Parkinson Disease

The Parkinson disease (PD) is a degenerative disorder of the central nervous system. The motor symptoms of PD result from the loss of dopaminergic neurons in the substantia nigra, which causes an insufficient formation and activity of dopamine. The histopathologic correlate of the cell death are so called Lewy bodies in neurons. Lewy bodies are inclusions of a protein called alpha-synuclein in certain neurons within the brain stem and the basal ganglia. Alpha-synuclein might be a promising future target.

PD is, with a prevalence of 0.3% of the population in industrialized countries, the second most common neurodegenerative disorder after Alzheimer's disease. Mostly affected are the elderly, with a prevalence of 1% in the population over 60 years and 4% in those over 80 years. PD is idiopathic, although some genes have been identified, which have a direct relation to some cases of PD. Associated risk factors are certain pesticides and a reduced risk in tobacco smokers.

The typical symptoms are slowness of movement (bradykinesia) plus either rigidity, resting tremor, or postural instability.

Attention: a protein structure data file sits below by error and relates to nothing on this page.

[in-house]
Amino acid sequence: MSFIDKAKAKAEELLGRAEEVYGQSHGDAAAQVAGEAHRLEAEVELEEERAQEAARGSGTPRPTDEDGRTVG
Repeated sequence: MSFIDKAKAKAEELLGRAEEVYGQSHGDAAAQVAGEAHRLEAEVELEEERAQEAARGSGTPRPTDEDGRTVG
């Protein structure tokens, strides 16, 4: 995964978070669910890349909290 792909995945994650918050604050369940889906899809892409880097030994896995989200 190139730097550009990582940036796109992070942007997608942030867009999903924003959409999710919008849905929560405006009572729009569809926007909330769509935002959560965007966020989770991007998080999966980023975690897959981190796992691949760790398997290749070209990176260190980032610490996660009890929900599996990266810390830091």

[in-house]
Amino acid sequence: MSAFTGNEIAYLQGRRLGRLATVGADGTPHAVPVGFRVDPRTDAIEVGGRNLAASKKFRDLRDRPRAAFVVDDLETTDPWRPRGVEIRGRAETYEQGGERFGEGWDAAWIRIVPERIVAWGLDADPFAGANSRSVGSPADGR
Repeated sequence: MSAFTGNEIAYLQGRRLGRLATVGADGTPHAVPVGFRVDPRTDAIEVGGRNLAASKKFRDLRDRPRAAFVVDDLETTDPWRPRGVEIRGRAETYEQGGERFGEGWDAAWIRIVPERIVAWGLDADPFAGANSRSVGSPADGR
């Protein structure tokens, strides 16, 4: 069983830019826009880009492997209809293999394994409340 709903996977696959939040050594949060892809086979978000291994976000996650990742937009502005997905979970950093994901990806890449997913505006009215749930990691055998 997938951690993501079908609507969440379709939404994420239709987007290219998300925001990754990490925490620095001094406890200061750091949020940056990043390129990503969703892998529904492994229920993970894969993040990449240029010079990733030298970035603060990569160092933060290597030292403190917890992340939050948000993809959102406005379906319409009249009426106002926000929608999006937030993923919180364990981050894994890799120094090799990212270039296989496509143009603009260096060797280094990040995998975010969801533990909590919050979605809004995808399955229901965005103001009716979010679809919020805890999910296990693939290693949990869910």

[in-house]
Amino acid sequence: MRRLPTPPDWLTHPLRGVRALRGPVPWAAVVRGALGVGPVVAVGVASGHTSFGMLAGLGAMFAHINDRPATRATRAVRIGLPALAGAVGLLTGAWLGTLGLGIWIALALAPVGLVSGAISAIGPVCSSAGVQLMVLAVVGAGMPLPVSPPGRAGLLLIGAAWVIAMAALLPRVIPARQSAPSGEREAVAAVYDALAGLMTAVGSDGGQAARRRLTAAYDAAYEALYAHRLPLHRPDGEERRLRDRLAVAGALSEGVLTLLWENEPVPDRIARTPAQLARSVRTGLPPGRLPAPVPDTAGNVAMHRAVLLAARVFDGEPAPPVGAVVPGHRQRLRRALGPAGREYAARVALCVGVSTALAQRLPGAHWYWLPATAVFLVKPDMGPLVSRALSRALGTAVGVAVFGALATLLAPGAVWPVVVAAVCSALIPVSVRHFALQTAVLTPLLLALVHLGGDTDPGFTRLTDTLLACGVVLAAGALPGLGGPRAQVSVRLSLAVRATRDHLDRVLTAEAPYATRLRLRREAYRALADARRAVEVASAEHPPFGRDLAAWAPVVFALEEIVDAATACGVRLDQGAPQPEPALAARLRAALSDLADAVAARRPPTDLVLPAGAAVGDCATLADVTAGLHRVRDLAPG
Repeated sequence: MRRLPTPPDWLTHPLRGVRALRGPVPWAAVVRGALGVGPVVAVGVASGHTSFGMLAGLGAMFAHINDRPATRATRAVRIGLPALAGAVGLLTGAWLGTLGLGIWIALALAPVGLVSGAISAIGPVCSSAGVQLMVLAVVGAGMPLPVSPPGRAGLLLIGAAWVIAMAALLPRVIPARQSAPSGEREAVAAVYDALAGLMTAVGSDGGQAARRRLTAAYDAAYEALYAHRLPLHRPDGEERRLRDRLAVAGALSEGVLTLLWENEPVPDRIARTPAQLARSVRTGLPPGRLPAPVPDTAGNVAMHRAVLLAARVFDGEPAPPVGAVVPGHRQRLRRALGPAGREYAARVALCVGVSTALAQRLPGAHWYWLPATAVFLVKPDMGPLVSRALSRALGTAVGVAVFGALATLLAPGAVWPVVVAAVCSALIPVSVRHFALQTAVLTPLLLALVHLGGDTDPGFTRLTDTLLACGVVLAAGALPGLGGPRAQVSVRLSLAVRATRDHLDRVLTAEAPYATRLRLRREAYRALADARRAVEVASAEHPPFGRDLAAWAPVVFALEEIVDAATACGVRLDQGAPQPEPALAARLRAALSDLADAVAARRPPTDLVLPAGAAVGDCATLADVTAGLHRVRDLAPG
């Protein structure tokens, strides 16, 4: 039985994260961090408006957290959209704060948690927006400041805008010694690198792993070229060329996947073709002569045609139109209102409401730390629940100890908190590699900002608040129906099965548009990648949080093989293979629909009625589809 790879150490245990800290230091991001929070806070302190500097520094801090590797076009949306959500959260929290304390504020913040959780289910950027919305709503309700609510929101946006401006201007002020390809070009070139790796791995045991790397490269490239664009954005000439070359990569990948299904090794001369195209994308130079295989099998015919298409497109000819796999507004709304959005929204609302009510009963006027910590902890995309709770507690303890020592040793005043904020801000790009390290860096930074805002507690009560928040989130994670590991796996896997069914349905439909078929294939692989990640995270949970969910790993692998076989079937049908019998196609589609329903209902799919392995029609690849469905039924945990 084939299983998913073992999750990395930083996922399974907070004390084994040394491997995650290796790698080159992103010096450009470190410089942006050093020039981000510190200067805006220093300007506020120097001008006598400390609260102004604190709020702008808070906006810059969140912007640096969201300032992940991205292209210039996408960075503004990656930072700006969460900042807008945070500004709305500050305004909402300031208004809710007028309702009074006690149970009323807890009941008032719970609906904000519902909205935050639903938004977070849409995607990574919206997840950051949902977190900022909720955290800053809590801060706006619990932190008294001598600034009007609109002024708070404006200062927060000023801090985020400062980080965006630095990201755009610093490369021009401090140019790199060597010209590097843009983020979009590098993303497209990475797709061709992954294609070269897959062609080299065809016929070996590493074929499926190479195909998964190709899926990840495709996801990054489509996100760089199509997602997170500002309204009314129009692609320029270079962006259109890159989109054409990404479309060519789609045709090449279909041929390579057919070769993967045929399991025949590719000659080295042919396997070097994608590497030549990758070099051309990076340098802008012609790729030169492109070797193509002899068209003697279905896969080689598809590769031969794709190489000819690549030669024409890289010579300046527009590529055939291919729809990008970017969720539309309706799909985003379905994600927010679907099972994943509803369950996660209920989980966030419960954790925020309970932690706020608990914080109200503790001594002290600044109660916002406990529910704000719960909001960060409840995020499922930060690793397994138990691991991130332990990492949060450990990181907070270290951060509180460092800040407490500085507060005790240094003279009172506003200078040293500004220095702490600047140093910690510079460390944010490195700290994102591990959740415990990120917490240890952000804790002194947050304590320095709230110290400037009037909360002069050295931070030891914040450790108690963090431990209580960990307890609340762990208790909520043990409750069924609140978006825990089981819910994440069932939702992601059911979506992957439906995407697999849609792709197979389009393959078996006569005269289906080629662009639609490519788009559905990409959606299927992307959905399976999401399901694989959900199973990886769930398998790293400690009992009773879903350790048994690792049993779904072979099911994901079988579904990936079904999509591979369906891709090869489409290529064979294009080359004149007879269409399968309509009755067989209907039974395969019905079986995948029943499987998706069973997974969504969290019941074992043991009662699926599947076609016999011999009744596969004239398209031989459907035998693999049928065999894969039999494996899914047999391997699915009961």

For the medical treatment of PD there are a lot of therapeutics available, which can reduce the symptoms. The most effective drug in reducing PD symptoms is levodopa (L-dopa), which is a prodrug of dopamine and is usually administered in combination with a dopa decarboxylase inhibitor (carbidopa, benserazide), or a COMT inhibitor (entacapone, tolcapone, nitecapone) to ensure that L-dopa is only converted to dopamine after crossing the blood brain barrier and not in the periphery. L-dopa significantly increases the life expectancy of Parkinson's patients, due to the reduction of disease-related complications. Unfortunately, L-dopa has a bunch of side effects, for example dyskinesias.

Other anti-parkinsonians are glutamate receptor (NMDA) antagonists, anticholinergics, dopamine agonists and monoamino oxidase inhibitors (MAOI). All of them have shown efficacy both in monotherapy and in combination with L-Dopa. The L-Dopa sparing effect of a combination therapy delays the side effects, particularly dyskinesias. Further promising targets are dopa transporters, and tyrosine hydroxylases (dopa generation). Considering the apoptosis of dopaminergic cells and it is important role in PD, anti-apoptotic therapy may be of interest, but is not considered in here.




Interactive Network




Medical Treatment by Mechanism of Action

Dopamine receptor agonist (natural)

Dopamine receptor agonist (ergot derivative)

Dopamine receptor agonist (non-ergot derivative)


MAO-B inhibitor

Anticholinergic agent

Cholinesterase inhibitor



Promising therapeutic approaches

Dopa transport

Tyrosine hydroxylase activator

Alpha-synuclein inhibitor